If 250 people live in a nursing home, I guarantee that all 250 cast a vote in every general AND primary election.  Meanwhile, a college dormitory with 250 students might see 50 show up to vote in a presidential election year and maybe 1 or 2 to any other year and zero to a primary election. 

 

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^I just remembered that on election night I talked to a guy from Australia who said he had to pay a fine when he moves back there because he hasn't voted in any recent elections.  In that country everyone is required to vote in every election. 

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I would only be okay with keeping the electoral college if the numbers of electors were adjusted to more accurately represent the populations (since as it stands, a Wyoming vote is 3 to 4 times more important than a California vote), and if there was some kind of guarantee that the winner of the popular vote gets a certain amount of extra EVs on top of what they won (perhaps one elector from each state could be required to vote for the winner of the popular vote).

 

Is it really even worth the discussion of getting rid of the EC. It is pretty much impossible to do. Also, each state is guaranteed votes representing their Senators and Reps, so the minimum is 3, you can't get below that number period, but you also cant get above 539 since the house is capped at 435. This means states like CA will have more people per rep than states like Idaho or South Dakota. Even though SD is a slow growing state, you can't get below 1 representative in the state so things are boxed in based on the cap and floor.

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^I just remembered that on election night I talked to a guy from Australia who said he had to pay a fine when he moves back there because he hasn't voted in any recent elections.  In that country everyone is required to vote in every election. 

 

Yes, it is compulsory, and it is on a Saturday. So you know, people can actually get to the polls. Also, election season runs about 3 months due to the ability of the PM to announce the election date at any time, with a general rule that an election happen once every 3 years.  People here look at me with such confusion when I try to explain the electoral college system. When I have to dumb it down so repeatedly for people it really makes it clear and me realise just how insanely ludicrous and illogical the system is.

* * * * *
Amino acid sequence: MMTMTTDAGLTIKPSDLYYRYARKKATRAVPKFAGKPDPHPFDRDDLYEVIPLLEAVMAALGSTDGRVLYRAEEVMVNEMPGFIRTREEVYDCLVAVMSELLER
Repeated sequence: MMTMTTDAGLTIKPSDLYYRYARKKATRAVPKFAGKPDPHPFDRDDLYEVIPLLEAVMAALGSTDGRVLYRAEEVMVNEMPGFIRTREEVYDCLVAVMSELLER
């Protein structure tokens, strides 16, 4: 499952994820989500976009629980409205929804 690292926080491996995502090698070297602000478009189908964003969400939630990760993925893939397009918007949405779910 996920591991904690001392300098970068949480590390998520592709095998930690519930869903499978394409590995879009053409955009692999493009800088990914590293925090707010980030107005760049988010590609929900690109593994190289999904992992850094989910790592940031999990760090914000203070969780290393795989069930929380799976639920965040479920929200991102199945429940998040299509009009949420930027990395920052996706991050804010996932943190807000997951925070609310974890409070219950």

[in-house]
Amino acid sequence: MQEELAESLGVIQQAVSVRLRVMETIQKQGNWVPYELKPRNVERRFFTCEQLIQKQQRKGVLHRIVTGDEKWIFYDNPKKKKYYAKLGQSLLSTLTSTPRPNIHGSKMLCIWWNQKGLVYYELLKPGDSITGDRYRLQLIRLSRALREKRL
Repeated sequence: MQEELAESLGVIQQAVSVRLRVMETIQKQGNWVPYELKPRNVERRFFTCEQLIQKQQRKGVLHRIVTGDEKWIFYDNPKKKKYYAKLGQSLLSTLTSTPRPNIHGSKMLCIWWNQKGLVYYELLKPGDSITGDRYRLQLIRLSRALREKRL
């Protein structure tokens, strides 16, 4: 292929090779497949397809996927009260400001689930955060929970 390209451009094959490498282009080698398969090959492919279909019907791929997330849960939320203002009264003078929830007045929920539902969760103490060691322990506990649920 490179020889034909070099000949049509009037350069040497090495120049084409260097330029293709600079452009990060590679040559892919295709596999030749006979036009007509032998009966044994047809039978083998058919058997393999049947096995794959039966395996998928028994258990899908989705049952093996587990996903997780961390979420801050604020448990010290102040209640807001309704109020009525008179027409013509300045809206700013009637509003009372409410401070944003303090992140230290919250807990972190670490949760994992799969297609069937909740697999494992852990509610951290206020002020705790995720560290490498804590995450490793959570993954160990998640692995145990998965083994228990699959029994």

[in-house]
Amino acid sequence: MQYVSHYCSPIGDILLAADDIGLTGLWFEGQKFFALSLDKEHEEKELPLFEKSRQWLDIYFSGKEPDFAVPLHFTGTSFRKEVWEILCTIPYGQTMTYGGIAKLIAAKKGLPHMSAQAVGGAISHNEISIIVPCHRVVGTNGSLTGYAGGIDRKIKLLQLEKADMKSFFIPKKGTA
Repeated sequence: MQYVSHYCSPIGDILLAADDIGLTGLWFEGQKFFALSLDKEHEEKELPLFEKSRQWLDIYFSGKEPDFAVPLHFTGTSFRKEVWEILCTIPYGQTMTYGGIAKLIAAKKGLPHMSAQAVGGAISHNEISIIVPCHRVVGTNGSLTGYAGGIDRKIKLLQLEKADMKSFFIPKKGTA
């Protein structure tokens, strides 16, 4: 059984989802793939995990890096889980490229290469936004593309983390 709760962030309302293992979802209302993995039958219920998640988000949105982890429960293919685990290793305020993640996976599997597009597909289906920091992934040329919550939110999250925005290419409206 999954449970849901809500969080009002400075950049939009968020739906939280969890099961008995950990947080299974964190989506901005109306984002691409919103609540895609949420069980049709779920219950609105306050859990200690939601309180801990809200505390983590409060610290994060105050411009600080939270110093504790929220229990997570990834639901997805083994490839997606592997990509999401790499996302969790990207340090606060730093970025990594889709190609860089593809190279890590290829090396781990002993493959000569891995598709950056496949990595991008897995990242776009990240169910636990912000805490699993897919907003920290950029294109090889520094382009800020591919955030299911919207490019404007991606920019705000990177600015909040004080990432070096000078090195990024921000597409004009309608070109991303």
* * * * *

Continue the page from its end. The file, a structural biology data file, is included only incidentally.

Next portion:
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I knew that Australia had mandatory voting, but I wasn't aware that they encourage it by fining non-voters until I talked to that guy. 

 

I think that mandatory voting would beneficial since people would be much more familiar with how government works at all levels.  For example, when I voted last Tuesday, I ran into a former coworker, who asked me why we vote for a county coroner.  I told him that I think it's because there needs to be an impartial party that determines causes of death in criminal cases but more often for insurance purposes.  Also, a death certificate is necessary to execute a will, and as absurd as it sounds, it's necessary to have an impartial expert declare that someone is actually dead.  I was just guessing that, because I myself have never looked up why we do elect coroners. 

 

But as another example, almost nobody seems to actually understand how property tax works in Ohio or how various types of taxes work at all levels.  Instead, they just get angry.  All of this stuff is online, but nobody is looking up this stuff now who wasn't then.  Plus, the explosion of fake news is confusing people even more.  I'm pretty upset that the internet is actually causing people to be stupider. 

 

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I think that mandatory voting would beneficial since people would be much more familiar with how government works at all levels. 

 

No.  They wouldn't.  We would see a name game like we do with Cuyahoga County judges.  It's perhaps the worst thing you could do to our electoral system.

 

The South Park guys were explicit in 2004 (when they did their episode that proved prophetic about this year's race) that people who don't know the issues or candidates should not vote. (They positively skewered the "Vote or Die" campaign).  They caught some Mr. Hankey for it but they were right.